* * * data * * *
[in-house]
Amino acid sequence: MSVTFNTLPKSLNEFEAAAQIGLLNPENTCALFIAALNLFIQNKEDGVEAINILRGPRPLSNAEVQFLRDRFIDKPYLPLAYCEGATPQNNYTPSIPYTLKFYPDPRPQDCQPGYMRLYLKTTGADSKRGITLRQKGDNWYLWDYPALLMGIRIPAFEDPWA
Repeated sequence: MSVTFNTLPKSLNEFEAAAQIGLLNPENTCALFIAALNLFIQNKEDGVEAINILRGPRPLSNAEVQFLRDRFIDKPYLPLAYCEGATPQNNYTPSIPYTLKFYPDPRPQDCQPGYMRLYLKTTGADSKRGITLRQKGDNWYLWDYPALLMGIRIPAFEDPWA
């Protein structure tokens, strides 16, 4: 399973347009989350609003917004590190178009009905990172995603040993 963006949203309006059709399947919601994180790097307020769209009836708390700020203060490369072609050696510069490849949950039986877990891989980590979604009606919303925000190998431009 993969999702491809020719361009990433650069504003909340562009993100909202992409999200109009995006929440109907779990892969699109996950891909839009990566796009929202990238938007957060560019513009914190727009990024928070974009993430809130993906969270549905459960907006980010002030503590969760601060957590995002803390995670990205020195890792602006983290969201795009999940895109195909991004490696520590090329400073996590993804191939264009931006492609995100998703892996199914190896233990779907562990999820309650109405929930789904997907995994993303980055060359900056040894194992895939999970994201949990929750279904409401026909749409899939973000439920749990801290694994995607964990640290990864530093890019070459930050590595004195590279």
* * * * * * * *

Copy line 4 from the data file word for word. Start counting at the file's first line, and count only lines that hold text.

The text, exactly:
């Protein structure tokens, strides 16, 4: 399973347009989350609003917004590190178009009905990172995603040993 963006949203309006059709399947919601994180790097307020769209009836708390700020203060490369072609050696510069490849949950039986877990891989980590979604009606919303925000190998431009 993969999702491809020719361009990433650069504003909340562009993100909202992409999200109009995006929440109907779990892969699109996950891909839009990566796009929202990238938007957060560019513009914190727009990024928070974009993430809130993906969270549905459960907006980010002030503590969760601060957590995002803390995670990205020195890792602006983290969201795009999940895109195909991004490696520590090329400073996590993804191939264009931006492609995100998703892996199914190896233990779907562990999820309650109405929930789904997907995994993303980055060359900056040894194992895939999970994201949990929750279904409401026909749409899939973000439920749990801290694994995607964990640290990864530093890019070459930050590595004195590279």